Mummies in Nineteenth Century America: Ancient Egyptians as Artifacts.
Reviewed by Cassandra Vivian

Mummies in Nineteenth Century America: Ancient Egyptians as Artifacts, by S. J. Wolfe, with Robert Singerman. McFarland
Publishing, 2009. ISBN 978-0-7864-3941-6. $35.00.

All I can say is, WOW!! The amount of research, minute, exacting research that went into the creation of this book is astounding. Even more impressive is the number of collaborations the author made with scholars and organisations from all over the world to find and help decipher information. Only through that type of unselfish sharing could the author have covered such a scope of material. This work was slowly compiled with the aid of colleagues, friends and research fellows from the American Antiquarian Society, fellow researchers in ‘mummy-ology’, librarians, museum curators, and directors of historical societies around the country and the world who held mummies in their collections.

It begins at the beginning, with the first known mummy to come to American shores: bits and pieces that the artist Benjamin West presented to the Company of Philadelphia in 1767. Others followed, but the bulk of the chapter belongs to Padihershef, brought to Boston in 1823 aboard the Yankee brig Sally Anne to ‘await his re-birth in the Western Lands’. We travel with Padihershef as he makes his way through America to his final resting place.

Through seven chapters and four appendices Wolfe systematically records the who, what, when, where and why of mummies in America. Relying heavily on 19th-century newspaper accounts from all over the country (made easily available via the Internet—oh, the wonders of modern research), Wolfe chases, finds and uncovers her Egyptians. Through George Gliddon, Henry Abbott, P. T. Barnum and a host of other entrepreneurs, museums and historical societies we follow one imported Egyptian after another, finding out how they made the journey, how they fared in America, and sometimes learning where they finally found a resting place in ‘the West’.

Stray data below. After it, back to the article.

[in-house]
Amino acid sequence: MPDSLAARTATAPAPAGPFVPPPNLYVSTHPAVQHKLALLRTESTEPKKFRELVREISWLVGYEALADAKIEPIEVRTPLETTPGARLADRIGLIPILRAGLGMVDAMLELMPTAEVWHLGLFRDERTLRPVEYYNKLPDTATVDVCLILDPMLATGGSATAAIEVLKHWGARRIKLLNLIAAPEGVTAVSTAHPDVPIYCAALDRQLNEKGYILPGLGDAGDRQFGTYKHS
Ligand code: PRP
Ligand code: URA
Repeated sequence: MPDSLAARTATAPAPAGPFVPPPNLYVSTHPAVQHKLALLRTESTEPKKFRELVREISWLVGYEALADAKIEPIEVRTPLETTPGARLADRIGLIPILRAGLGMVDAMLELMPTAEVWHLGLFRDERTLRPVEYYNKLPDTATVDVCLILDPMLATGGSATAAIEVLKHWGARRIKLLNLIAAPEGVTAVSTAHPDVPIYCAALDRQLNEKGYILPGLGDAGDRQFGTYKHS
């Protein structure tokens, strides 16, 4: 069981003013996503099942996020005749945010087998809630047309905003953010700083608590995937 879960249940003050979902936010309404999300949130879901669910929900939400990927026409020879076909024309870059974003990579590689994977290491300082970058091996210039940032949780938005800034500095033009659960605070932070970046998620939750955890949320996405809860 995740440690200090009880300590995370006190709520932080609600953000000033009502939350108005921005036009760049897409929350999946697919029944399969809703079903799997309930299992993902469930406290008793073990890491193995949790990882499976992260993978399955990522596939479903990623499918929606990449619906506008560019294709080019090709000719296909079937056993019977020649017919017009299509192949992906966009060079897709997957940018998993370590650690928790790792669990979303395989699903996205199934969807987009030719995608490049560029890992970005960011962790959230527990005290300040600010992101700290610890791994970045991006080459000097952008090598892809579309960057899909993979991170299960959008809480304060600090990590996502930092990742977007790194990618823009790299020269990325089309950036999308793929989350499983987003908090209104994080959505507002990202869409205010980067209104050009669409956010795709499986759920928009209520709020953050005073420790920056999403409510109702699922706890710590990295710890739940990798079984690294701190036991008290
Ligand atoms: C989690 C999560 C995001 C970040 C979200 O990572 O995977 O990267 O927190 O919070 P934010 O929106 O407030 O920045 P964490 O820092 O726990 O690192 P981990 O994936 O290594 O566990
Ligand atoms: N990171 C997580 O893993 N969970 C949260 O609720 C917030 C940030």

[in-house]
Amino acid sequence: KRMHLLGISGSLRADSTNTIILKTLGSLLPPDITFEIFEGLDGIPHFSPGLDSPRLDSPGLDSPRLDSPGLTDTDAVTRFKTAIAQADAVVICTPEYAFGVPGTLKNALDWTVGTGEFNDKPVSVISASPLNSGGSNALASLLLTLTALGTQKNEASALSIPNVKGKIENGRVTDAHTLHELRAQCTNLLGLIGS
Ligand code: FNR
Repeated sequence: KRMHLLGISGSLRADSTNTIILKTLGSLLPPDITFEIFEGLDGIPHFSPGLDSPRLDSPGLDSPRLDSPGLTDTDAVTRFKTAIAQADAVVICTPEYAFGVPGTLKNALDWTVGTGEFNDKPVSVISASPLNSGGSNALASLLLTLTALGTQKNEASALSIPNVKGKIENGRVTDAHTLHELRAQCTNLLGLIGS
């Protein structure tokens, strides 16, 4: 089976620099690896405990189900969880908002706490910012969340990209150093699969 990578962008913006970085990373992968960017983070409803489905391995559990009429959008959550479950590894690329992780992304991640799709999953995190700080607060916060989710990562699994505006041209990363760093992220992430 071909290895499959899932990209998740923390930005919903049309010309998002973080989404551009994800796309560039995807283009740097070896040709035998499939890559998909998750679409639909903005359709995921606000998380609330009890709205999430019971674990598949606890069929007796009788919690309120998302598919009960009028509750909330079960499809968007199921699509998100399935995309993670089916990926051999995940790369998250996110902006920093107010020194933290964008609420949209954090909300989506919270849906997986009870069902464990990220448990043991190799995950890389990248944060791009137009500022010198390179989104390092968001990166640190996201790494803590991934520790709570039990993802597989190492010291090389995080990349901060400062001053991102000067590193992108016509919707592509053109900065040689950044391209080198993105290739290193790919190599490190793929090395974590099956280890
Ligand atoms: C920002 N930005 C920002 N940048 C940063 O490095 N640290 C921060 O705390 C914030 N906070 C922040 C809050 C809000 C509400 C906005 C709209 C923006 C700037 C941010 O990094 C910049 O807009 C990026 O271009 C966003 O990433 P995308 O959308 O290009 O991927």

The last chapter ends at the end of the century with a plethora of mummies that were not so well treated and what happened to them when mummy-mania was on the wane. Throughout it all we receive quote after quote from both metropolitan and provincial newspapers telling the tales of un-wrappings, misjudgments and discoveries. It is a compelling collection.

Mummies in Nineteenth Century America Appendix 1 is a catalogue of pre-1901 references to mummies in America not mentioned in the text. In other words, the exhaustive list of encounters covered in the text of the book did not extinguish the list of mummies that made their way to America. Appendix 2 offers suggestions for further reading. More intriguing is Appendix 3, notes on the coffins of the first mummies brought to America. Appendix 4 spreads the news about 19th-century newspapers, where much of the information was found.I knew I was going to like the book the minute I read the dedication: ‘To the untold numbers of mummies of ancient Egyptians, in the hope that by “speaking their names” in this book they will live again in the Western Lands.’

Cassandra Vivian